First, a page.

Last week, an Eden Prairie woman lost her beloved Yorkshire terrier after a larger dog bit the 6-pound pooch at a dog park. Now, dog lovers are discussing the do's and don'ts of popular off-leash areas.
Although Tessie Brandbury is asking the city to create a special area for smaller dogs in the wake of the fatal bite, segregating by size is no guarantee that things will go smoothly.
Beyond bringing water and picking up any doggie droppings, one of the most important things to remember is that it's not all about the pets at the park. It's about the owners too.
"I like taking my dog, Penny, here to just mostly use some energy up," Peter Gilbreath told FOX 9 News. "Otherwise, she's just mostly inside all day."
Aside from socializing with other dogs, exercise is one of the main reasons owners bring their pets to off-leash areas; however, dog trainer Katie K9 said forcing interactions between unfamiliar animals can cause problems.
"I'm not a big believer in dog parks because people -- it's the owners that are not versed enough to make sure everything is going right," she said.
Gilbreath admits he often comes to the park and figures things out once he's there, but Katie has been teaching dog obedience for 30 years. She warns that dog parks atmospheres can create a constant struggle to find a position in a pack, and that can be more than stressful. In fact, she says a bad situation could lead to long-term changes in behavior.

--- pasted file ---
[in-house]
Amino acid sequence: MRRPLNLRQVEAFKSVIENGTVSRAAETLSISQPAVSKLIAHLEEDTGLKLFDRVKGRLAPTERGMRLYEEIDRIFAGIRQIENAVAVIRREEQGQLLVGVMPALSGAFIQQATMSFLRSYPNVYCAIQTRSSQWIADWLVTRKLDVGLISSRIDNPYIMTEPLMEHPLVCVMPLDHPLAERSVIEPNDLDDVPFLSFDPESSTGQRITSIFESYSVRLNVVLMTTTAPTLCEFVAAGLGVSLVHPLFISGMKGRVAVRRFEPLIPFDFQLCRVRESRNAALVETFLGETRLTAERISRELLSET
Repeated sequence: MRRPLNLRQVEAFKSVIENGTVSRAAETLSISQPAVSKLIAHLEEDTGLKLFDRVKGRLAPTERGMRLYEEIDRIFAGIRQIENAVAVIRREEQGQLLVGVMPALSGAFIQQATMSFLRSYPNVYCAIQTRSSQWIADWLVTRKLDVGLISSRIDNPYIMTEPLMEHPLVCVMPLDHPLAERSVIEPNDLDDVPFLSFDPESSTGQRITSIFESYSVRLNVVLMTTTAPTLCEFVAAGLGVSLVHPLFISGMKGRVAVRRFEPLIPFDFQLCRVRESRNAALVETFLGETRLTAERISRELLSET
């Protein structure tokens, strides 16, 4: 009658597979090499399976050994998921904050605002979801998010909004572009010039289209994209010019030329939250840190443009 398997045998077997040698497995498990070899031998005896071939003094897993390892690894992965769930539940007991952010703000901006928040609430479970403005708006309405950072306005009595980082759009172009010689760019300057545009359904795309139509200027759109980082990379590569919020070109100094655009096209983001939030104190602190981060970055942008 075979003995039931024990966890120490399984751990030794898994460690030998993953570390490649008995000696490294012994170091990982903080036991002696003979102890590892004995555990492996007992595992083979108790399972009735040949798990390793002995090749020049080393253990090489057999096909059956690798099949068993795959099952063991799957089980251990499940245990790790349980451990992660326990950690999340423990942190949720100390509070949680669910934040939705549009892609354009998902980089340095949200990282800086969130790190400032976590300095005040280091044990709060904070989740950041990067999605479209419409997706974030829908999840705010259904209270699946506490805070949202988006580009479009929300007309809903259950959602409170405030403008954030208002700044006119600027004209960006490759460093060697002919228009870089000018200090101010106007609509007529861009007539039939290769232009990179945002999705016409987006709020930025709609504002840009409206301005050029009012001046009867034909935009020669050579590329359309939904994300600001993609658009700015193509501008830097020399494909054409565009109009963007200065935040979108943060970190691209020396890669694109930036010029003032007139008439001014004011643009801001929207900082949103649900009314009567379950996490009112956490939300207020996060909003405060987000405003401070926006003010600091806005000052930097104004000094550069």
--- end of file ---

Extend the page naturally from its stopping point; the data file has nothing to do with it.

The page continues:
"Every owner should understand what body signals their dog is trying to tell other dogs or to them," she recommended. "They do a lot of signals to us, but if you're not receptive to you, you don't understand they're trying to talk to us."
As for best practices in off-leash areas, Katie says dogs should never be kept on a leash and that big dogs and little dogs should be exercised in separate areas because of the size difference and potential for injuries.
Beyond that, Katie says keeping a close eye on how your dog is interacting with others is crucial.
"A lot of owners go to the dog parks and unhook," she said. "They're just socializing. They're not paying any attention to the dynamics of what's going on."
Whether the pooch is big or small, that rule is true among for all owners of four-legged friends.
"That's really the primary thing with dog park etiquette," Wade Rogers echoed. "Know your dog and be responsible enough to step in and grab your dog and pull him out if you feel like they're getting too nervous or scared or aggressive."
Katie K9 told FOX 9 News there are a few alternatives to dog parks. She recommends scheduling play dates with specific dogs, getting exercise via walks, and practicing obedience, agility and other tricks to keep the mind active too.
For more information on interpreting dog behaviors, Katie K9 recommends owners check out a book called "Canine Body Language," the photographic guide published by Brenda Aloff.